[0033] In particular, the sucker couplings of the present disclosure are contemplated to be used to join the downhole pump to the sucker rod string. A typical downhole pump has a plunger that is reciprocated inside of a pump barrel by the sucker rod string. The plunger and the barrel include a standing valve and a travelling valve. The plunger is connected to a pump drive rod or valve rod, which is in turn connected to a valve rod bushing, which is connected to the sucker rod string through the sucker coupling. [0034] A sucker coupling 130 according to the present disclosure is illustrated in FIG. 1. The sucker rod coupling is used to assemble various components of a sucker rod string. For example, sucker coupling 130 may be used to couple a sucker rod 210 and a valve rod bushing 220 as shown in FIGS. 3A and FIG. 3B and described below.

[0035] The sucker coupling 130 itself is a core 132 having a first end 134, a central portion 170, and a second end 136, each end corresponding to a box and having an internal thread (i.e. a female connector) 138, 140 for engaging the pin of another component in the sucker rod string. The core has a generally cylindrical shape, with the length being greater than the diameter. Dotted lines 172, 174 indicate where the central portion 170 joins the first end 134 and the second end 136. The central portion 170 has outer diameter 175.

[0036] The first end 134 has a first end surface 135. The first end 134 has a linear taper extending inwards toward the end surface 135. In other words, the first end 134 is chamfered. Alternatively, the first end surface 135 can be described as having a smaller diameter 144 than the diameter 175 of the central portion 170. The term "taper" here refers only to the diameter decreasing from the middle to each end, and does not require the change in diameter to occur in any given manner. Here, the taper is linear, , i.e. in a straight line.

[0037] The second end 136 has a second end surface 137. The second end 136 has a rounded edge 139 which transitions into the end surface 137. The second end surface 137 thus has a diameter 146 which is less than the diameter 175 of the central portion 170, but greater than the diameter 144 of the first end surface 135. In particular embodiments, the second end surface diameter 146 is at least one-quarter inch greater than the first end surface diameter 144. In some specific embodiments, the first end surface diameter 144 is one and five-eighths inches, the second end surface diameter 146 is about 1 .9 inches, and the diameter 175 of the central portion is 2 inches.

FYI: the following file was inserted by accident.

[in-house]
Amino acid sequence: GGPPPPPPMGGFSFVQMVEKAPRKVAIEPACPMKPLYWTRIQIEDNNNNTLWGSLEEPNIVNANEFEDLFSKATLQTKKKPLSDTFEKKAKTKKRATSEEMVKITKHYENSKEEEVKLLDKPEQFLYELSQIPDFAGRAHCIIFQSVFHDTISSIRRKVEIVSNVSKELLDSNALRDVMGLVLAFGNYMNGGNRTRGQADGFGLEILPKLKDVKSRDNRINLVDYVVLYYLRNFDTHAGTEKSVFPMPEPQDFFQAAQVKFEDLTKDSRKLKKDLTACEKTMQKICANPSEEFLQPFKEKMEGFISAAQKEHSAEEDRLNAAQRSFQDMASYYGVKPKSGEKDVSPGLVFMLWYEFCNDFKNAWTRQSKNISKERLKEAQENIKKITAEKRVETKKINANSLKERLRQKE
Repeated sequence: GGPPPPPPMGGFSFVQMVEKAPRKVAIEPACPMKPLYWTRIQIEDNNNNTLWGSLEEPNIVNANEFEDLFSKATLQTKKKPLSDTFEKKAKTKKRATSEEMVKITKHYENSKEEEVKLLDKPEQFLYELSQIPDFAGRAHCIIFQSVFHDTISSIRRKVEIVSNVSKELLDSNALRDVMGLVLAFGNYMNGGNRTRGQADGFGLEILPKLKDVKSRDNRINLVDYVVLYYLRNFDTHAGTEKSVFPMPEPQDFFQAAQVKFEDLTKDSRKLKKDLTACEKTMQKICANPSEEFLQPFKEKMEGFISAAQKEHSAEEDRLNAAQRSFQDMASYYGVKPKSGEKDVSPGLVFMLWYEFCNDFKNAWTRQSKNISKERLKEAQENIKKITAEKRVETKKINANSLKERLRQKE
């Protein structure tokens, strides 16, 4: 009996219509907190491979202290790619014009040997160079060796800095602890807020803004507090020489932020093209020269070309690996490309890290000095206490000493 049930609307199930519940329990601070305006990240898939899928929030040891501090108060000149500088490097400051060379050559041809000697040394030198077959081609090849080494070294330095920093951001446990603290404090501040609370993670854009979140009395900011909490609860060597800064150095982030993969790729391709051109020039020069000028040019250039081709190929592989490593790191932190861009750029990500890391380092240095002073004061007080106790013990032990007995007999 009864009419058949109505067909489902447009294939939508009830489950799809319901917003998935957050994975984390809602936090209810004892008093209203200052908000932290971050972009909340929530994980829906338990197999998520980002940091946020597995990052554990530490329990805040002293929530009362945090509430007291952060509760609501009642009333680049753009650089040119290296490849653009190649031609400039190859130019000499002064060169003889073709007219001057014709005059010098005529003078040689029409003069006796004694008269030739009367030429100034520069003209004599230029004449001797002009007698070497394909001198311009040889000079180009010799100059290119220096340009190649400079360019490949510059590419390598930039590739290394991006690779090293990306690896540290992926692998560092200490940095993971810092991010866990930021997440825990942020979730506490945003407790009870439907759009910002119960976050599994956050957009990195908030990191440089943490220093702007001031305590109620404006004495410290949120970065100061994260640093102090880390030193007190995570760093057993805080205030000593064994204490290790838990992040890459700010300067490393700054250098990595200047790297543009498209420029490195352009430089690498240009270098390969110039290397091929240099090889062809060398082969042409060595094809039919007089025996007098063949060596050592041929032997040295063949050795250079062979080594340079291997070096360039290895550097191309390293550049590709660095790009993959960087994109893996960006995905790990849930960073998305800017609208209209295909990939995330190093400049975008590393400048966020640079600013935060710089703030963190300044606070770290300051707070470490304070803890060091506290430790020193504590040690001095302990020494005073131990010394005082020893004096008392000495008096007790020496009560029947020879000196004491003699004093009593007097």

[0038] A bore 142 runs entirely through the core from the first end 134 to the second end 136 along the longitudinal axis 160 of the core. Both internal threads 138, 140 are located on the surface of the bore. Here, both internal threads have the same box thread size, and are complementary to the external threads on other components of the sucker rod string which may be coupled by the coupling 130. [0039] As further shown in the cross-sectional view provided by FIG. 1 , the sucker coupling 130 includes a counterbore 152, 154 at each end surface 135, 137. Put another way, the internal thread does not run all the way to the end surface. The longitudinal axis is also indicated by line 160. The sucker coupling 130 has a substantially smooth cylindrically curved exterior surface 162 between the end surfaces 134, 136. In other words, the outer diameter remains constant along the length of the central portion 170. The outer diameter then decreases at the tapered first end 134 and the rounded edge of second end 136.

[0040] FIG. 2A and FIG. 2B are side views illustrating the engagement between two components of a sucker rod string with a coupling of the present disclosure. FIG. 2A is an exploded, partial cross-section view showing a sucker or stabilizer rod 210 and a valve rod bushing 220 that are coupled together via sucker coupling 130. FIG. 2A and FIG. 2B illustrate the use of a coupling having the geometry of sucker coupling 130 described above and shown in FIG. 1.

[0041] The sucker or stabilizer rod 210 includes a rod body 212 and two rod ends (only rod end 214 is shown). The rod end 214 includes an externally-threaded pin (or male connector) 216; a shoulder 218 adapted to abut the end surface of the coupling; and a drive head 219 which can be engaged by a tool for torqueing and tightening stabilizer rods. The valve rod bushing 220 includes a bushing body 222 and two bushing ends 224, 225. The valve rod bushing includes an externally-threaded pin (or male connector) 226 at the first bushing end 224, and a counterbore 227 at the second bushing end 224. A shoulder 221 is present between the two bushing ends 224, 225. The counterbore 227 has internal threads 228 (i.e. a female connector) located on the surface of the counterbore for engaging the pin of another component in the sucker rod string. A drive head 229 is also included, which can be engaged by a tool for torqueing and tightening the valve rod bushing.